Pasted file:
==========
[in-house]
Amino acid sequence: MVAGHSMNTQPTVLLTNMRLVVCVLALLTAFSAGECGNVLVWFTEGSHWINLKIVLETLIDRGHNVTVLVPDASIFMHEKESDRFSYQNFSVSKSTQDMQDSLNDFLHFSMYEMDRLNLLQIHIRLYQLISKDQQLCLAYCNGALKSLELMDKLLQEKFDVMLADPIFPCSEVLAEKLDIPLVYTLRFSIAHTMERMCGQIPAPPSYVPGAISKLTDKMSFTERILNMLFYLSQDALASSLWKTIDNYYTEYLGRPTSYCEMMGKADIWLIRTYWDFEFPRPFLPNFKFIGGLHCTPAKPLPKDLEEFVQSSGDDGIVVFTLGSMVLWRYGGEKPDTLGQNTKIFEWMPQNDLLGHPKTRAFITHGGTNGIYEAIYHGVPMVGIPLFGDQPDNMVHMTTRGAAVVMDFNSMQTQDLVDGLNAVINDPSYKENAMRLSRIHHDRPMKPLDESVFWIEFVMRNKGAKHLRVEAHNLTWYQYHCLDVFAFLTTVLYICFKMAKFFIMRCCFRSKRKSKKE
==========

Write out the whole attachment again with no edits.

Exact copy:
[in-house]
Amino acid sequence: MVAGHSMNTQPTVLLTNMRLVVCVLALLTAFSAGECGNVLVWFTEGSHWINLKIVLETLIDRGHNVTVLVPDASIFMHEKESDRFSYQNFSVSKSTQDMQDSLNDFLHFSMYEMDRLNLLQIHIRLYQLISKDQQLCLAYCNGALKSLELMDKLLQEKFDVMLADPIFPCSEVLAEKLDIPLVYTLRFSIAHTMERMCGQIPAPPSYVPGAISKLTDKMSFTERILNMLFYLSQDALASSLWKTIDNYYTEYLGRPTSYCEMMGKADIWLIRTYWDFEFPRPFLPNFKFIGGLHCTPAKPLPKDLEEFVQSSGDDGIVVFTLGSMVLWRYGGEKPDTLGQNTKIFEWMPQNDLLGHPKTRAFITHGGTNGIYEAIYHGVPMVGIPLFGDQPDNMVHMTTRGAAVVMDFNSMQTQDLVDGLNAVINDPSYKENAMRLSRIHHDRPMKPLDESVFWIEFVMRNKGAKHLRVEAHNLTWYQYHCLDVFAFLTTVLYICFKMAKFFIMRCCFRSKRKSKKE